Graduate Programs: MA in Classical Archaeology

Classical Archaeology PhD Requirements | Classical Archaeology Advising and Reviews | Appeals Procedures

Goals of the Program.

Study leading through the M.A. to the Ph.D. in Classical Archaeology is intended to ensure that students are fully competent in Greek and Latin and have a good understanding of historical method, as well as a thorough training, including experience in fieldwork, in Greek and Roman archaeology. Degree recipients should be qualified either for a major museum post, or for university teaching up to senior undergraduate level in the ancient languages and in ancient history, and at all levels including graduate instruction in large areas of ancient archaeology and art history.

M.A. in Classical Archaeology: Requirements


An undergraduate major in Classical Languages or its equivalent is pre-requisite to the M.A.; if an actual Classics B.A. is not in hand, then the equivalent amount of Greek and Latin must have been read. At the time of entrance into the program, strength in one ancient language may be allowed to compensate for some deficiency in the other.

Requirements for the M.A.

The M.A. in Classical Archaeology is offered under Plan I (20 units of coursework and a thesis).

Course requirements. 20 semester units of upper-division coursework (courses numbered 100 or above) or graduate research seminars (courses numbered in the 200's). Of these 20 units at least 8 units must be in graduate research seminars (in Classics, 200-level courses with the exception of 200, 201, 202, 203, 204, 245, 250, 260). Although there are no specific courses required for the M.A., courses should be taken with an eye to ultimately using them to meet more specific course requirements of the Ph.D. program (for which, see below).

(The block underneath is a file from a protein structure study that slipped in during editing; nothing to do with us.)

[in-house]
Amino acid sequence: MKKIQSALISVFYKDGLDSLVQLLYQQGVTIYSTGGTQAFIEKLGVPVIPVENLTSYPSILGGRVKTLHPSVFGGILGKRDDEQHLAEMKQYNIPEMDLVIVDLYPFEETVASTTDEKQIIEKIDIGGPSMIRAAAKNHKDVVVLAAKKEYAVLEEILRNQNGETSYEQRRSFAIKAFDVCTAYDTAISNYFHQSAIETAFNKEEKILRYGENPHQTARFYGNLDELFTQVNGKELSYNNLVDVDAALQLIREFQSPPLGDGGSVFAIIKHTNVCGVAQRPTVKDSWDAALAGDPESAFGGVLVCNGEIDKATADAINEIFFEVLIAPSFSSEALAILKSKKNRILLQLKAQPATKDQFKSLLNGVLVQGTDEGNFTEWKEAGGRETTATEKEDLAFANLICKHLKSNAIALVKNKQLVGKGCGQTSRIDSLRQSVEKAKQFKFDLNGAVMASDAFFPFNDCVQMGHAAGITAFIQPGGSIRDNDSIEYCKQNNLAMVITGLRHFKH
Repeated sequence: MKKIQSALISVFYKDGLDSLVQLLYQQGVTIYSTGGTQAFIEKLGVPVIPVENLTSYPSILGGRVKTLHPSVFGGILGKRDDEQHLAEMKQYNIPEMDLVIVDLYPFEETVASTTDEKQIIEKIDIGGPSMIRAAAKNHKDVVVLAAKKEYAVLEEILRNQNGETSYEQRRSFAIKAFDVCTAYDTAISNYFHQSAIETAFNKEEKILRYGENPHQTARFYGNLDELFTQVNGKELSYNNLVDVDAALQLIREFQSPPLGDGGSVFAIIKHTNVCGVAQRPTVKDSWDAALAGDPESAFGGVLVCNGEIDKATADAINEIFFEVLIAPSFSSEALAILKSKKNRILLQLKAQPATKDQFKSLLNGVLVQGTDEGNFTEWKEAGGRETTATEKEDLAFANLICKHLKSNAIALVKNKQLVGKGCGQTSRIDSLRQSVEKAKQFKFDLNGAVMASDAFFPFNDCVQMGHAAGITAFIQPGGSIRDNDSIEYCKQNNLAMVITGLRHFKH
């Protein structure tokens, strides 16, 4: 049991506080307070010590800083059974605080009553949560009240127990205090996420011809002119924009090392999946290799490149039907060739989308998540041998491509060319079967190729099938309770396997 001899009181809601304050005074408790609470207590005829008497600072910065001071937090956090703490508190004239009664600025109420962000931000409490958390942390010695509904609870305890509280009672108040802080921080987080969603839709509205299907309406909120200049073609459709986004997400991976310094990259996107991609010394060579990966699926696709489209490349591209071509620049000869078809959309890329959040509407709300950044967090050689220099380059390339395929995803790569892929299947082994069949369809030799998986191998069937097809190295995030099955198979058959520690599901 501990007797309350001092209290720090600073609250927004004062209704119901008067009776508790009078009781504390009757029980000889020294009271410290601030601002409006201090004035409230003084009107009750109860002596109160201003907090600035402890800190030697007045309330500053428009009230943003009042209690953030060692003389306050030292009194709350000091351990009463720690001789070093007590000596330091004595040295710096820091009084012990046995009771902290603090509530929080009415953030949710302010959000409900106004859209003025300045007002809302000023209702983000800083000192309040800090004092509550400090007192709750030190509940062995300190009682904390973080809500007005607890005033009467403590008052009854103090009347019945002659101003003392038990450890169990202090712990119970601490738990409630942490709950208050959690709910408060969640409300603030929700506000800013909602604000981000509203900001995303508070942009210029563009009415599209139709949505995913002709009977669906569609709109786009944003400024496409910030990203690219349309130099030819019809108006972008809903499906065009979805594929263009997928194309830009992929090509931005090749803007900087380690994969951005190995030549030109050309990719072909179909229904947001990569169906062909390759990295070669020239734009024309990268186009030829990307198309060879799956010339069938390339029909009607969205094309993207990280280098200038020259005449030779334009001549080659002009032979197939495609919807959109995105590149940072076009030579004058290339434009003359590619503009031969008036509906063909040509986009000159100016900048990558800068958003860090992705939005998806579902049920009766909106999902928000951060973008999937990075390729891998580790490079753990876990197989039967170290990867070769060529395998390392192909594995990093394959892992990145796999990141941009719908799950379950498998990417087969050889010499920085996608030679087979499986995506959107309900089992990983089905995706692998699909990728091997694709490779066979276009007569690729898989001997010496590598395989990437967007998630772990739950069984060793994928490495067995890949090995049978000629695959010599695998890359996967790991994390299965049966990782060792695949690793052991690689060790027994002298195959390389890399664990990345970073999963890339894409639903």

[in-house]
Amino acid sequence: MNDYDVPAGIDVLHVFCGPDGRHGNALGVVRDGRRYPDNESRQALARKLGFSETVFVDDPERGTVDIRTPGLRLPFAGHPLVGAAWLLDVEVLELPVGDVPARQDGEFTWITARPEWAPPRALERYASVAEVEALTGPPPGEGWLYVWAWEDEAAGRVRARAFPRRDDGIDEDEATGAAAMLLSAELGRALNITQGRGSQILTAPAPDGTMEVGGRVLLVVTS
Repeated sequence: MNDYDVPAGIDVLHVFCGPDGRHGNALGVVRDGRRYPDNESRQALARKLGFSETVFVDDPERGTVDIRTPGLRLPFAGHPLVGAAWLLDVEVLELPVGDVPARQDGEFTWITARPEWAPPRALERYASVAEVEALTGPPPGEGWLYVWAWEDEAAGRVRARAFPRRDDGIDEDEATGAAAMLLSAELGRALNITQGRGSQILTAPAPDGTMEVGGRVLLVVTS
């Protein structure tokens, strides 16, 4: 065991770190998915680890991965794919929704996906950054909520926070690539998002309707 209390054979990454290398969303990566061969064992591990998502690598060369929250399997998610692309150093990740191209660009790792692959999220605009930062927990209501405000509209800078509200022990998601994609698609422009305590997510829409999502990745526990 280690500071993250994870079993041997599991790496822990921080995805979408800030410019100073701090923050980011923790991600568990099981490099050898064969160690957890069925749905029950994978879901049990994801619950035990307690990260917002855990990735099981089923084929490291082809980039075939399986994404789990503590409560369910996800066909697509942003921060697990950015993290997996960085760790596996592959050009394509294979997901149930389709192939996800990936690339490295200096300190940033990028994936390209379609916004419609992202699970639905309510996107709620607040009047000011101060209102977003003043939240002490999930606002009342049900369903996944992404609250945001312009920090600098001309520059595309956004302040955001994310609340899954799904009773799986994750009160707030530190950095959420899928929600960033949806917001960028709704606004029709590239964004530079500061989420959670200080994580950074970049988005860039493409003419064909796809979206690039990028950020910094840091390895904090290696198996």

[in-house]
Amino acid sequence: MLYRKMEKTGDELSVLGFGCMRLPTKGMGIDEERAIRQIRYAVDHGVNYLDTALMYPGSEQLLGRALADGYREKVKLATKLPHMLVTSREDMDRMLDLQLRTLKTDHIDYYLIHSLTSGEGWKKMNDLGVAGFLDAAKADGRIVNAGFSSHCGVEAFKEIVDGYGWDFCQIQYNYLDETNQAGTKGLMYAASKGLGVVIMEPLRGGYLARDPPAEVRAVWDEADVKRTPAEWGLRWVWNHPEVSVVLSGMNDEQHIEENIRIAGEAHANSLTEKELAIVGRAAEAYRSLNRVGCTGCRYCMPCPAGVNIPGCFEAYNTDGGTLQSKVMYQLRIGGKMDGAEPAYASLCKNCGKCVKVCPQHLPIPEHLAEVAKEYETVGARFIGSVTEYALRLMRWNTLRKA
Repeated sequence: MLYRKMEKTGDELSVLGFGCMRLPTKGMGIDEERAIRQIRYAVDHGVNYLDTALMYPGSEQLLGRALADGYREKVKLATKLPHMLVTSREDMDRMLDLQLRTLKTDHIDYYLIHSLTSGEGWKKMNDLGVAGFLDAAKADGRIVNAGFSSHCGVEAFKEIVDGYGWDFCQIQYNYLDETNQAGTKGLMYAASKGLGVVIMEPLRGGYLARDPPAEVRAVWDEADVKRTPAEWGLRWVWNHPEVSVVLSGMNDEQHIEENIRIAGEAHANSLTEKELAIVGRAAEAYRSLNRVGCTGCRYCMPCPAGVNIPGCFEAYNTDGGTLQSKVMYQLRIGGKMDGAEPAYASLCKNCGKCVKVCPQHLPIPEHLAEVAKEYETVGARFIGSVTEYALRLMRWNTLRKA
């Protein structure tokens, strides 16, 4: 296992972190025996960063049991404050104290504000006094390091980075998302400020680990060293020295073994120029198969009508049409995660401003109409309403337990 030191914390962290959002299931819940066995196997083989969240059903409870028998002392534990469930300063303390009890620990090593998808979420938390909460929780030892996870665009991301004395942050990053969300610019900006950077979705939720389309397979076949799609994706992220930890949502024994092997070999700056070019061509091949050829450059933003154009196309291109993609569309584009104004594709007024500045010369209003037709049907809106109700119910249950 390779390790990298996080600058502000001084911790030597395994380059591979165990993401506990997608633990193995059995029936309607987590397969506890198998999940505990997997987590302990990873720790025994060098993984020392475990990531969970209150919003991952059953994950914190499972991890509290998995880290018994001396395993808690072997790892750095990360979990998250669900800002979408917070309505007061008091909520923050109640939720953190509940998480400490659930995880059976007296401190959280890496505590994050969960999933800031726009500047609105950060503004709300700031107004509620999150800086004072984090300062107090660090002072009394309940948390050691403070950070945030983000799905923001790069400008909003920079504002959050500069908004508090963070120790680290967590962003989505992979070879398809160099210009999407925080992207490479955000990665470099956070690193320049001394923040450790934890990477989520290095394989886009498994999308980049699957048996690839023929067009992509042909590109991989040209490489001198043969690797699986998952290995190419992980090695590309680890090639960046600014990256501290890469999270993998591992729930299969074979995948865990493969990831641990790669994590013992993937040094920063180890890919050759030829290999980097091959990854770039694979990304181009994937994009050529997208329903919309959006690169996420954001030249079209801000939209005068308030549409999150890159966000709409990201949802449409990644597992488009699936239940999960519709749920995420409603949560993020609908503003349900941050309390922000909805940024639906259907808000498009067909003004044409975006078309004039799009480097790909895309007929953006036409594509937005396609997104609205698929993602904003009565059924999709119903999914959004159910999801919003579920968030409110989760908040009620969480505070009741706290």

Master's Thesis requirement. A short dissertation of around 100-150 pages on a topic in Classical Archaeology must be approved by the student's Advisory Committee (for which, see p. 22 below); the thesis committee, however, may include faculty members outside the Advisory Committee. The topic should be selected in consultation with the Advisory Committee no later than the start of the second year of study.

Modern Language Examination requirement. A student must pass a reading examination in German and either French or Italian. It is a one-hour-fifteen-minute exam of 300 words without a dictionary or 500 words with a dictionary; the passage will be subject matter relevant to Classical Archaeology. The exam is set and graded by the student's Advisory Committee.

Progress toward the degree.

Students should normally take two years to reach the M.A. and will be expected during that time to continue to develop their knowledge of Greek and Latin besides studying archaeology, art history and ancient history.

Advancement to the Ph.D. Program.

Applicants are normally admitted to the M.A. program with the expectation that they will proceed to the Ph.D. in due course; however, permission to proceed into the Ph.D. program is not automatically given. Shortly before or upon completion of the M.A., the student will be reviewed by a committee composed of the faculty in Classical Archaeology, the Graduate Advisor in Classics, and the student's Personal Advisor (who may be one of the aforementioned). The student's course work, written evaluations by instructors, and general promise will be evaluated. Admittance into the Ph.D. program is automatic upon unanimous recommendation of this committee. Should the committee be split or deny admission to the Ph.D. program, and the student wish to appeal its decision, he/she should follow the appeal procedures outlined in the Appeals Procedure document.

Classical Archaeology PhD Requirements | Classical Archaeology Advising and Reviews | Appeals Procedures